KABUL -- At least seven people were killed in a suicide bombing Monday (June 4) near a gathering of Afghanistan's top clerics in Kabul, roughly one hour after the group proclaimed such attacks a sin.
The bomber detonated his explosives at about 11.30am at the gates of Kabul Polytechnic University, according to police and local officials. The Loya Jirga tent, where thousands of clerics from across Afghanistan were meeting, is on the campus.
Most of the casualties were civilians, police said.
"According to our initial information, seven people have been killed, including a policeman. Nine others have been injured, including two policemen," police spokesman Hashmat Stanikzai told reporters, adding that the blast was outside the tent.
Interior Ministry spokesman Najib Danish confirmed it was a suicide attack and said the bomber had been on foot when he detonated his explosives at the university gate.
Roads around the university were quickly blocked by security personnel after the blast, with heavy traffic jams building in the city as many commuters headed home because government offices close early during Ramadan.
Shortly after the first blast, a second explosion was heard. Police said it was a sticky bomb in a market several kilometres away that wounded an unspecified number of civilians.
The "Islamic State of Iraq and Syria" (ISIS) claimed responsibility for the attack via its media outlet Amaq.
Suicide attacks 'haram'
Thousands of clerics had gathered at the Loya Jirga tent for the meeting of Afghanistan's Ulema Council, local media reported.
Roughly an hour before the attack, the Ulema Council issued a fatwa against the ongoing conflict in Afghanistan, saying suicide attacks and explosions are "haram". It has issued such fatwas in the past.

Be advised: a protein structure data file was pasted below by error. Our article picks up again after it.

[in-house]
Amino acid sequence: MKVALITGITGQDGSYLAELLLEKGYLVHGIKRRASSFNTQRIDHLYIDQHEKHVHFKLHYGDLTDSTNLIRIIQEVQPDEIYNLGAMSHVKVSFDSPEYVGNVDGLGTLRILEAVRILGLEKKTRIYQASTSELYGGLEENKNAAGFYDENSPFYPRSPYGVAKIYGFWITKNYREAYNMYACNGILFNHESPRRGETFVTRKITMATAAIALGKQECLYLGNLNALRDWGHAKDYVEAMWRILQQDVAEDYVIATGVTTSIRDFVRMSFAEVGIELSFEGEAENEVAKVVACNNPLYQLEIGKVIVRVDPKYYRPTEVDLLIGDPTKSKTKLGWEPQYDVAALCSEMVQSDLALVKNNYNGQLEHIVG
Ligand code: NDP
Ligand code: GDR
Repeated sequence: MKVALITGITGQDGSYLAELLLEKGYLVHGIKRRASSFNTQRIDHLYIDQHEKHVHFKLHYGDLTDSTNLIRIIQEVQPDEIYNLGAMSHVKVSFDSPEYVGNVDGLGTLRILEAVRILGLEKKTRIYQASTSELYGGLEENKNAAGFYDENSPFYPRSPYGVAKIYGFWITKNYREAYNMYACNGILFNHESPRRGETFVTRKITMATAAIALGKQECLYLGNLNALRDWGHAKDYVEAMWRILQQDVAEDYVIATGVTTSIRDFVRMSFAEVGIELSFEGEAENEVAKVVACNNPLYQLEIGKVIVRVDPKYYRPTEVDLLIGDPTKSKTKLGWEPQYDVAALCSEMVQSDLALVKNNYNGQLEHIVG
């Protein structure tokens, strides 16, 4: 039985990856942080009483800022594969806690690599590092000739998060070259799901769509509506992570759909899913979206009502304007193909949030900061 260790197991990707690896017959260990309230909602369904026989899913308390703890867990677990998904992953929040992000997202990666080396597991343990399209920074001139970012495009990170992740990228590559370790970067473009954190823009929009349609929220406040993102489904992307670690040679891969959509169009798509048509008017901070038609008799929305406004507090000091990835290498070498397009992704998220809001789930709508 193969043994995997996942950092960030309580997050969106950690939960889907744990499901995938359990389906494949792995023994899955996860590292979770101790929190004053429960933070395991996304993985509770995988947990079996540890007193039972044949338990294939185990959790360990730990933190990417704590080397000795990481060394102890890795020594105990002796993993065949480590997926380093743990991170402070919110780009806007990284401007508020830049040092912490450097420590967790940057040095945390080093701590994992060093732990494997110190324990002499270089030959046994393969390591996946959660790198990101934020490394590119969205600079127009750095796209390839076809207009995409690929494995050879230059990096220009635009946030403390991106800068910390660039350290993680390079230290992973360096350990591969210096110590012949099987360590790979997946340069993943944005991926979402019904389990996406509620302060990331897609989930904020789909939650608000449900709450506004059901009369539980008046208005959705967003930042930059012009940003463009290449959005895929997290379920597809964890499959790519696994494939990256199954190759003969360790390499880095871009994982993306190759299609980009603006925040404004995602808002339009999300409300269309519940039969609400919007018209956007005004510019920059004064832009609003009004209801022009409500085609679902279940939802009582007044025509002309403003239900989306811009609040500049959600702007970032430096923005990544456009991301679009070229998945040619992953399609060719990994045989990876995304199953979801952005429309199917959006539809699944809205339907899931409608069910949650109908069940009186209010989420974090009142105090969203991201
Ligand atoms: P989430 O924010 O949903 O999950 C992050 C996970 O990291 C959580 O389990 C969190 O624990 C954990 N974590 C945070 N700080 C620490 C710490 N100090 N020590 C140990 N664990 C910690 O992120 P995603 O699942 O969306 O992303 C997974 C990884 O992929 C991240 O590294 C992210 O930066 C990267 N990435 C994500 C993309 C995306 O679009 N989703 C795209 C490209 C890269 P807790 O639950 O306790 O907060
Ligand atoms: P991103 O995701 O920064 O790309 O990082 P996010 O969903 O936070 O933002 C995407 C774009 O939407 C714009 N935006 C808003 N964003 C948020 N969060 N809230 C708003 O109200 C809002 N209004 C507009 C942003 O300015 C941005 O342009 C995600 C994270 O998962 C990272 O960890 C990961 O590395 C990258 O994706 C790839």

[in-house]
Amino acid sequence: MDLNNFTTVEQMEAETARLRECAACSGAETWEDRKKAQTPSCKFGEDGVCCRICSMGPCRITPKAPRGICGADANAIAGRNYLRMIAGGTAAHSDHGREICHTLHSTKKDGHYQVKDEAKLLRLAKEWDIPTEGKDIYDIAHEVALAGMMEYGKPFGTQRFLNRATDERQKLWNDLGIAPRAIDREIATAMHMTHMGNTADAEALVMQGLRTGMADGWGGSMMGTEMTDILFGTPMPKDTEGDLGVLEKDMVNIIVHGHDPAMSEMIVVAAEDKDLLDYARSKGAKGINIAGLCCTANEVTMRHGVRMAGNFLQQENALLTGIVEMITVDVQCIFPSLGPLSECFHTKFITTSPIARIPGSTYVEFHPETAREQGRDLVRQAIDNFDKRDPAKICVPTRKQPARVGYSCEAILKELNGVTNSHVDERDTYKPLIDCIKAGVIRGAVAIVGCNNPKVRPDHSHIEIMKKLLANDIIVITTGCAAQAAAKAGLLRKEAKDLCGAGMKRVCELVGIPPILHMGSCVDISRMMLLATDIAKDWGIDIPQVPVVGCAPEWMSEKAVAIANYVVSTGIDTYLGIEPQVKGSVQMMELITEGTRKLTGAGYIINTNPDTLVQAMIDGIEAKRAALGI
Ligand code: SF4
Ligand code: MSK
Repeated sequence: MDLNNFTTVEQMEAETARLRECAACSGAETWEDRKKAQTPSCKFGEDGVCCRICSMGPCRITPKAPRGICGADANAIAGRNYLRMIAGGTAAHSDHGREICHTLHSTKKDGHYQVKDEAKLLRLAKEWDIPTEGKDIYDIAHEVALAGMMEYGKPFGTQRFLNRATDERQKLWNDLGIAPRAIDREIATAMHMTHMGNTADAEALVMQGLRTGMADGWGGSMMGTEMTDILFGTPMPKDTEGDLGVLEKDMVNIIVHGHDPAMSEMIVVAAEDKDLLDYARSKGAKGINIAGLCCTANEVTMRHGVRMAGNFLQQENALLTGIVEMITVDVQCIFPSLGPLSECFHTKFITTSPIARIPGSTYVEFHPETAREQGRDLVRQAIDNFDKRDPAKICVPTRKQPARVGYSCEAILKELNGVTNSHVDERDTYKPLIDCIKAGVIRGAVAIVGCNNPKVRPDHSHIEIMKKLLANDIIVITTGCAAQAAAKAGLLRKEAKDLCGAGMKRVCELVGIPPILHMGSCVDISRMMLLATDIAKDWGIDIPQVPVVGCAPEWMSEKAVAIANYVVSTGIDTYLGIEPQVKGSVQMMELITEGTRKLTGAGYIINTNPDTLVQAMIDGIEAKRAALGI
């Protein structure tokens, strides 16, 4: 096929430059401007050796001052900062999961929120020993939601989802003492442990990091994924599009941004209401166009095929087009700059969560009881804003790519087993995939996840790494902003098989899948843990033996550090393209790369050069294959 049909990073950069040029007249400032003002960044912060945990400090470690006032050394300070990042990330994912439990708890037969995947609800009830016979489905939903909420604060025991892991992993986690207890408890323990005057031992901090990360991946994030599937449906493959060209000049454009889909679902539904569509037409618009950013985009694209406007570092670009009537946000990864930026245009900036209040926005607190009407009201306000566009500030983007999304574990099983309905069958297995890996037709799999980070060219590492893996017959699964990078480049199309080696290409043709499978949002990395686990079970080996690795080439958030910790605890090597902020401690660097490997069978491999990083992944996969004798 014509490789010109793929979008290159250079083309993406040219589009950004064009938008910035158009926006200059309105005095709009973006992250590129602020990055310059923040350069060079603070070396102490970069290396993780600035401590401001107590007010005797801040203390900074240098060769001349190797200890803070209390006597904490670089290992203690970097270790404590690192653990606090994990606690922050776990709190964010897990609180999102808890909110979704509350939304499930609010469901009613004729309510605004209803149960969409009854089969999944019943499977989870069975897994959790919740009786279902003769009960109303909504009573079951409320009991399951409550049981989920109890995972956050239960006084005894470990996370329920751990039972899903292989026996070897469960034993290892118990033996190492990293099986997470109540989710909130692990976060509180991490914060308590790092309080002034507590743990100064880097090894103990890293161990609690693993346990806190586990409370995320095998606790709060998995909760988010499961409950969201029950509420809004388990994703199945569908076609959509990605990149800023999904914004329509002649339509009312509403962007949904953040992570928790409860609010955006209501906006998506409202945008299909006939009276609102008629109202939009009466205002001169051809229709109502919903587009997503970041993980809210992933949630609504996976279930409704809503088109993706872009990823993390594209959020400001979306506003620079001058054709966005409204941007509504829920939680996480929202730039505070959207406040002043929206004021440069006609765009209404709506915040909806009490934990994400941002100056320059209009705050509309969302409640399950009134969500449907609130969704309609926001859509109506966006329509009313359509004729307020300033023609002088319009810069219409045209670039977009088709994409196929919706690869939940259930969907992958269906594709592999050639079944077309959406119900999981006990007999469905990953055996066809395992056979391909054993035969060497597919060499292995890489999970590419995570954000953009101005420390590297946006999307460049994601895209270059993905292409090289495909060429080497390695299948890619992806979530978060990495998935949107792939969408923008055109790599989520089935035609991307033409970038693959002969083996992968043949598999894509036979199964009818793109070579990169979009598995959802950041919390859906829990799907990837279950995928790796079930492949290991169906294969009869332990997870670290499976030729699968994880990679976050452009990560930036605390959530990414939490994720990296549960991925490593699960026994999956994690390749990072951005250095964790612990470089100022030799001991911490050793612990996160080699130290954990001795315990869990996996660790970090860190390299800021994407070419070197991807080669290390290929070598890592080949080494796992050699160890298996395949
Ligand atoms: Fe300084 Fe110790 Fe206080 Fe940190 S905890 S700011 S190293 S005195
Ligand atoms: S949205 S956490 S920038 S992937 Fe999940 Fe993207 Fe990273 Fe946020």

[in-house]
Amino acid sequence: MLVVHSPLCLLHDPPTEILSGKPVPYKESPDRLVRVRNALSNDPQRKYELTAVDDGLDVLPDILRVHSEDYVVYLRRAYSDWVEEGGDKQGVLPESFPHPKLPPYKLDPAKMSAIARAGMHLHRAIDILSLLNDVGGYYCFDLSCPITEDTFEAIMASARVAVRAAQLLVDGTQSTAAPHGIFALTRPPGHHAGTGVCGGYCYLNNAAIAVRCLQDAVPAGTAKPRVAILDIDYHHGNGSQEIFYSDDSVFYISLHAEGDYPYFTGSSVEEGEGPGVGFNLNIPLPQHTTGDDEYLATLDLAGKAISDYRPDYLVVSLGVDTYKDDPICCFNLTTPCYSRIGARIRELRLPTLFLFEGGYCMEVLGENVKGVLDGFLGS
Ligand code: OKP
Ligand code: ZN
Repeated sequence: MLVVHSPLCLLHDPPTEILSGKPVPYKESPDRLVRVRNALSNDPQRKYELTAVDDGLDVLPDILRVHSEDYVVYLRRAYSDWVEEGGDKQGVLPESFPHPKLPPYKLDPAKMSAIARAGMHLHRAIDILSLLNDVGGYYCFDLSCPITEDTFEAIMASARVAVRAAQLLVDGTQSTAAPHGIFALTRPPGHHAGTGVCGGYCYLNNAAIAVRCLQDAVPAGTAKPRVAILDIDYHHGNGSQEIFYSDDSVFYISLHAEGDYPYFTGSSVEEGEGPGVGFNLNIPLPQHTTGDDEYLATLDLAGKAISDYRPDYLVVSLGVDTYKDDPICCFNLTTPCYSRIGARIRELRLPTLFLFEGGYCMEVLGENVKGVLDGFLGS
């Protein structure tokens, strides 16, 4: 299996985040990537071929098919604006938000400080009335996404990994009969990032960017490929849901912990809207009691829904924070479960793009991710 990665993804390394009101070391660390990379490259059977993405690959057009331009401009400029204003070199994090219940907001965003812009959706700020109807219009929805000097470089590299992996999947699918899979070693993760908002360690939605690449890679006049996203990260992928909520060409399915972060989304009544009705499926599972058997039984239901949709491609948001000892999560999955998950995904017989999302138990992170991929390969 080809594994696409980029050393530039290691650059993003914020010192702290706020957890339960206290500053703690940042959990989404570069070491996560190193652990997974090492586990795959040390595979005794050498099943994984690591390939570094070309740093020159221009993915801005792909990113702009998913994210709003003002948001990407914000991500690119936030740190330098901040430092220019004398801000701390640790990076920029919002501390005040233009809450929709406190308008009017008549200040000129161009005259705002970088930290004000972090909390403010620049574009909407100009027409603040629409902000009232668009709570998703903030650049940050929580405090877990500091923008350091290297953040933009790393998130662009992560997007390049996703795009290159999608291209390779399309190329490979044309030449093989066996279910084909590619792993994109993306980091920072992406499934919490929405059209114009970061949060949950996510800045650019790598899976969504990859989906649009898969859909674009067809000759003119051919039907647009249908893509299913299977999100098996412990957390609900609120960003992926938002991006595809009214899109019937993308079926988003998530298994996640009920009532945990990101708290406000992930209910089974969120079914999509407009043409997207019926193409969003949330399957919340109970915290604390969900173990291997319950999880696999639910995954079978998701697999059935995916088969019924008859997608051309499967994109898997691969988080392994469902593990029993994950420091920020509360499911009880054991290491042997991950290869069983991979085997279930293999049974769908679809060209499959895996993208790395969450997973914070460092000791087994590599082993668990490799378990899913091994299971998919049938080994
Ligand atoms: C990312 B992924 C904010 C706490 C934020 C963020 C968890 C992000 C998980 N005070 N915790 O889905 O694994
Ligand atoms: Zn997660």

"Executing, financing and supporting such acts are against Sharia law," it said in a statement tweeted by the government.
Fighting in the name of "jihad" in Afghanistan has "no legitimacy" in Islam, the ulema said, calling for peace talks.
"As the war in which tens of people die on a daily basis is prolonged... then both sides, the government and the Taliban, should come to the negotiation table and put an end to the calamity."
"I welcome the fatwa issued by the Afghan Ulema council in accordance with Islamic jurisprudence today," Afghan President Ashraf Ghani tweeted in response.
Ghani in late February proposed peace talks with the Taliban. The group has not officially responded.
A faction of Taliban leaders have been secretly negotiating with Afghan officials on a possible cease-fire, Gen. John Nicholson, commander of US and NATO forces in Afghanistan, told reporters on May 30.
Attempting to silence 'peaceful religious scholars'
"Religious scholars are effective in reducing and ending the conflict," Naim Nazari, executive director of the Civil Society and Human Rights Network based in Kabul, told Salaam Times.
"When scholars say the fight is illegitimate, it undermines the social base of the terrorist groups," he said. "[It] also questions the legitimacy of the ideological warfare of these groups."
"That's why the militants today carried out a suicide attack -- in order to silence legitimate and peaceful religious scholars," he said.
"Terrorist groups have always targeted religious scholars who have raised their voice against the terrorists and their inhumane acts," Nazari said. "Today's terrorist attack was against human rights and Islamic law."
"The terrorist groups today attacked those who came together for peace, security and prosperity of Afghans," Zakaria Zakaria, a member of the Wolesi Jirga (lower house of Afghan parliament) from Kabul, told Salaam Times.
"Targeting religious scholars who raise their voice for peace and reconciliation shows the extreme barbarism and violence of the Taliban and [ISIS]," he said.
"The terrorist groups are a murderous and corrupt phenomenon, and their acts and activities are against all Islamic... and moral criteria," he said. "Today's attack, which killed several civilians and religious scholars, is contrary to all Islamic and humanitarian principles."
[Sulaiman from Kabul contributed to this report.]